Monday, 30 May 2011

Credo The Day

Something is wrong in the way that I'm writing
what I'm writing about or why.

I asked the poems to be Aztec descriptions of things
in the familiar world and that is all they obediently are.

They have the rhythm of things that are like other things
buckled and braced with similes, turreted clauses.

When you say, it is like, it is like, it is like, you make emphatic
equations: inward-looking things. The true poetry

can't be far off – like parallel universes, you're nearly there –
but not until you shrug off this vector.

Friday, 20 May 2011

Patella – The Dominant Species

Time for an update on the limpet situation. I picked up my latest batch this week and feel like I'm getting somewhere: their form is much blousier, and I'm finally getting the porcelain thin enough for light to shine through. Incredibly exciting, because for me, its translucency is the most mesmerising thing about porcelain. I'm intending to try firing some of these with in a matt, translucent glaze, but in the meantime, I settled the colony in on my windowsill, and peered over the laptop at them as I worked to see how they would behave. As soon as the sun hit the windowsill, they began to glow with a lovely submerged golden light, making me think this species is one of those furnished with photophores: light-emitting cells. Speculate that these may attract prey to within the reach of the hunting limpet.

My feeling about these limpets has been that they should seem subtly animated in some way, but I wasn't quite sure how this would happen. I've had ideas about an installation where they move up and down the walls of a gallery space 'with the tide'; and I noticed that the ones with a single feeding pore gave the impression of having a vestigial face. When I tilted a couple towards each other, they seemed to be communicating or negotiating.

Instead of a single large feeding pore, some have a ring of small holes around the shell (females?) Through these emerge fans of retractable 'hairs' with which they sweep the current in search of their very small beer.

Wednesday, 18 May 2011


Yesterday I went from the literal to the lovelier littoral, bending, picking, swilling about in the warming shallows. A pair of loons (I think) barked on the water and the eiders and skylarks lightened my mood after the morning's work on the novel, which was grisly and effortful. I gave up after a while to open Bull of the Woods – The Gordon Gibson Story. Gibson grew up making a tough living from lumber and later shipping on the West Coast of B.C. in the 20s and 30s. He can hardly get through a page without a reference to his interest in 'the ladies'. He's continually hopping in and out of windows and letting himself into hotel rooms: 'I crept along the hall and picked a door that seemed about right [...] crawling on my hands and knees over to the bed, I felt about the covers to make my presence known to the young lady.'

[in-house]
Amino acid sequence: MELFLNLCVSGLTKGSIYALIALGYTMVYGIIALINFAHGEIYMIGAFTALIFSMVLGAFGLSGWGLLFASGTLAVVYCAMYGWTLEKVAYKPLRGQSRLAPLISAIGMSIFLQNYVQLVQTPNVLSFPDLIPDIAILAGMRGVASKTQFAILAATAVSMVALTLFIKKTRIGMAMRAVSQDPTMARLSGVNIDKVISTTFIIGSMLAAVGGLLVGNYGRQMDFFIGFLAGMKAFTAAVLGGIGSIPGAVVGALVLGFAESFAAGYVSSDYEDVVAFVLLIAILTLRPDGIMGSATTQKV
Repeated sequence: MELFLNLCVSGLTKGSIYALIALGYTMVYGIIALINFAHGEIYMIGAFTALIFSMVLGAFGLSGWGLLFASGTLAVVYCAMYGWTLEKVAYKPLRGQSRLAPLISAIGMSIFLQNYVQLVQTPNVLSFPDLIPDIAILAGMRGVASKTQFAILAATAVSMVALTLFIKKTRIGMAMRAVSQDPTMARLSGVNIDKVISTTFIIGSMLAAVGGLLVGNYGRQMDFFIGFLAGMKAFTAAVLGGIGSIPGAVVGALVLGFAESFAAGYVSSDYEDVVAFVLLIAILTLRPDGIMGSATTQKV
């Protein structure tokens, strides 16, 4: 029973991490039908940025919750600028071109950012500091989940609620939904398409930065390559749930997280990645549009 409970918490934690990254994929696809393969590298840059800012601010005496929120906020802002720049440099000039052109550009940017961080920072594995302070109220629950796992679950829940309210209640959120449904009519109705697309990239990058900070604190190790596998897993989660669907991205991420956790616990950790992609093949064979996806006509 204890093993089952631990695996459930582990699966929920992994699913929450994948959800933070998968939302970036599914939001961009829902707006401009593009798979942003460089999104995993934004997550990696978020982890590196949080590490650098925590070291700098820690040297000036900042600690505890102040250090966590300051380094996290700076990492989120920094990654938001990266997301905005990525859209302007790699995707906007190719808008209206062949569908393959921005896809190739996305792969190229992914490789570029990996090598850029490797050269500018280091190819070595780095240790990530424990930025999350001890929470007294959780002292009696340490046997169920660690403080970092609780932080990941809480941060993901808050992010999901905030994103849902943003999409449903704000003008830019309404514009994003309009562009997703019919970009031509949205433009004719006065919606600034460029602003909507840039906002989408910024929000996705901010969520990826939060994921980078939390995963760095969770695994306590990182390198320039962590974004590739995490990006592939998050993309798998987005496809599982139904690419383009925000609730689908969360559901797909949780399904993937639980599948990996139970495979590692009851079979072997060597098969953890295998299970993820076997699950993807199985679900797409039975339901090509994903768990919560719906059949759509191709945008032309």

The winkles on the rocky bottom here were caked in a Battenberg-pink coral or sponge and I saw more of those animals that are like transparent potatoes. Does anybody know what they are? Broken shells of smislins and spoots, but no sign of siphons. Yearning for a new language for the draining meadows coming firm underfoot, the distended hill, the time of butterwort (penny-girse) and royal blue milkwort; tirricks, geese and shalder. That yearning is the place from which poems have so often started for me but I'm still pretty self-conscious. In the meantime I sorted out some things that have been troubling me about the novel, in my head, at least, which doesn't mean all that much. Guddling in the chiffons of algal bloom: "you're asking too much of the narrative to try and set the action in a space of three winter months; it might not work to relegate so much history to the back-story."

I'm working on too many different things at once, again, I think. In the last two days I've worked at novel, welk-ebb, poetry; then there's been mentoring, plans for woven baskets made from bruck materials, sequinned (I think) with with plastics reclaimed from the sea and hole-punched. I might make Greenlandic/Danish sequins from that shipping ticket, too, or opercula of (poor old) winkles. I'm looking forward to picking up a batch of the bisque-fired porcelain limpets today too. I feel like a prism, splitting the light. But what else can you do with so much light?

Monday, 9 May 2011


I went for a walk in the wind yesterday, roundabout high tide. I wanted to see how all that stuff that piles up behind the geo – heavy yellow wellies, planks, pallets – scales that three or four metres of rock. It must come up on a westerly, though, and this was from the east, pouring over the Clift Hills and smacking into the Voe, plucking at the windbreak round my veg garden. The warm wind wrenched me like a bad tooth and drove me towards the cliffs. My rocket and radish and beet seedlings were burnt to the earth, but the little purple flowers on the cliff were fine, just shaking and bending. I'll call them rubber-wort. What I did find was a plasticised shipping document from the Royal Arctic Line, bilingual, in Greenlandic and Danish. It was lying in a ditch that runs near one of the lochans behind the house. You can look up live ship positions on the Royal Arctic website, and it shows one of their routes running just south of Shetland on its way to the Western Coast of Greenland. Up to this point my favourite piece of flotsam has been a crate of Russian ketchup. Now I'm having a nice lunch-break from the novel, trying to work out which of their ships it fluttered off, using google translate for a crash course in Danish, trying to work out the 'Vejledning' (Instructions) on the reverse:

'Containerens endelig DESTINATION angives tydeligt med stor skrift': 'The container's final destination indicated neatly in big font' (capitals?) Ah dear. For time-wasting, who needs Facebook?